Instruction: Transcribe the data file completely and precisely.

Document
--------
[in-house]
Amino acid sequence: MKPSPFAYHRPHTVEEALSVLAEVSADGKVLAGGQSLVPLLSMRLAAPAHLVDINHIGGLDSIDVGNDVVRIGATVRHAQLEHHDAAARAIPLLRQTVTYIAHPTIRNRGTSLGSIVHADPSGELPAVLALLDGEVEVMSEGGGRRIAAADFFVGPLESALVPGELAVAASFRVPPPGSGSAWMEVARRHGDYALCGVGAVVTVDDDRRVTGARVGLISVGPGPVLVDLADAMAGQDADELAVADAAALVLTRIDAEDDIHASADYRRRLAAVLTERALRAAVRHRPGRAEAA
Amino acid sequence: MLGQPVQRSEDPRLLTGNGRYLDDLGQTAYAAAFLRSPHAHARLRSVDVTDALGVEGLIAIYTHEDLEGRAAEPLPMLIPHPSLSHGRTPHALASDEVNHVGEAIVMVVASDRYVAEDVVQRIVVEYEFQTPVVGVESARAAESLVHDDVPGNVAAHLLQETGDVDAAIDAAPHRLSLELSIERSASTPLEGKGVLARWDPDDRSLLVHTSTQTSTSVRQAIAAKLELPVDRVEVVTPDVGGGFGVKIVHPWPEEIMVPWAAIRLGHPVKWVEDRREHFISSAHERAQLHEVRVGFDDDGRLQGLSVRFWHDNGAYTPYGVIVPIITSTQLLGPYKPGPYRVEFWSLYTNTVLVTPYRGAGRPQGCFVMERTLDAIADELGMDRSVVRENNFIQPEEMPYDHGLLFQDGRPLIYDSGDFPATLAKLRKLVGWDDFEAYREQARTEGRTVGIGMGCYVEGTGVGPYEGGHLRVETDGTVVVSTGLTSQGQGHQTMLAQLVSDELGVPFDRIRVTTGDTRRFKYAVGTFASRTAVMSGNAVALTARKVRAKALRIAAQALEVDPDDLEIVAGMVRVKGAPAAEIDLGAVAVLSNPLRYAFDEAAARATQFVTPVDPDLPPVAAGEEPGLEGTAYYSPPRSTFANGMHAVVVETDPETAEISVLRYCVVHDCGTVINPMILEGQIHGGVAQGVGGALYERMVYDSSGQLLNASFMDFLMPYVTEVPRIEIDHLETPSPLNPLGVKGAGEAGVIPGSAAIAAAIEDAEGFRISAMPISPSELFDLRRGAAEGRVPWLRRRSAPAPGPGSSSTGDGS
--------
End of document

[in-house]
Amino acid sequence: MKPSPFAYHRPHTVEEALSVLAEVSADGKVLAGGQSLVPLLSMRLAAPAHLVDINHIGGLDSIDVGNDVVRIGATVRHAQLEHHDAAARAIPLLRQTVTYIAHPTIRNRGTSLGSIVHADPSGELPAVLALLDGEVEVMSEGGGRRIAAADFFVGPLESALVPGELAVAASFRVPPPGSGSAWMEVARRHGDYALCGVGAVVTVDDDRRVTGARVGLISVGPGPVLVDLADAMAGQDADELAVADAAALVLTRIDAEDDIHASADYRRRLAAVLTERALRAAVRHRPGRAEAA
Amino acid sequence: MLGQPVQRSEDPRLLTGNGRYLDDLGQTAYAAAFLRSPHAHARLRSVDVTDALGVEGLIAIYTHEDLEGRAAEPLPMLIPHPSLSHGRTPHALASDEVNHVGEAIVMVVASDRYVAEDVVQRIVVEYEFQTPVVGVESARAAESLVHDDVPGNVAAHLLQETGDVDAAIDAAPHRLSLELSIERSASTPLEGKGVLARWDPDDRSLLVHTSTQTSTSVRQAIAAKLELPVDRVEVVTPDVGGGFGVKIVHPWPEEIMVPWAAIRLGHPVKWVEDRREHFISSAHERAQLHEVRVGFDDDGRLQGLSVRFWHDNGAYTPYGVIVPIITSTQLLGPYKPGPYRVEFWSLYTNTVLVTPYRGAGRPQGCFVMERTLDAIADELGMDRSVVRENNFIQPEEMPYDHGLLFQDGRPLIYDSGDFPATLAKLRKLVGWDDFEAYREQARTEGRTVGIGMGCYVEGTGVGPYEGGHLRVETDGTVVVSTGLTSQGQGHQTMLAQLVSDELGVPFDRIRVTTGDTRRFKYAVGTFASRTAVMSGNAVALTARKVRAKALRIAAQALEVDPDDLEIVAGMVRVKGAPAAEIDLGAVAVLSNPLRYAFDEAAARATQFVTPVDPDLPPVAAGEEPGLEGTAYYSPPRSTFANGMHAVVVETDPETAEISVLRYCVVHDCGTVINPMILEGQIHGGVAQGVGGALYERMVYDSSGQLLNASFMDFLMPYVTEVPRIEIDHLETPSPLNPLGVKGAGEAGVIPGSAAIAAAIEDAEGFRISAMPISPSELFDLRRGAAEGRVPWLRRRSAPAPGPGSSSTGDGS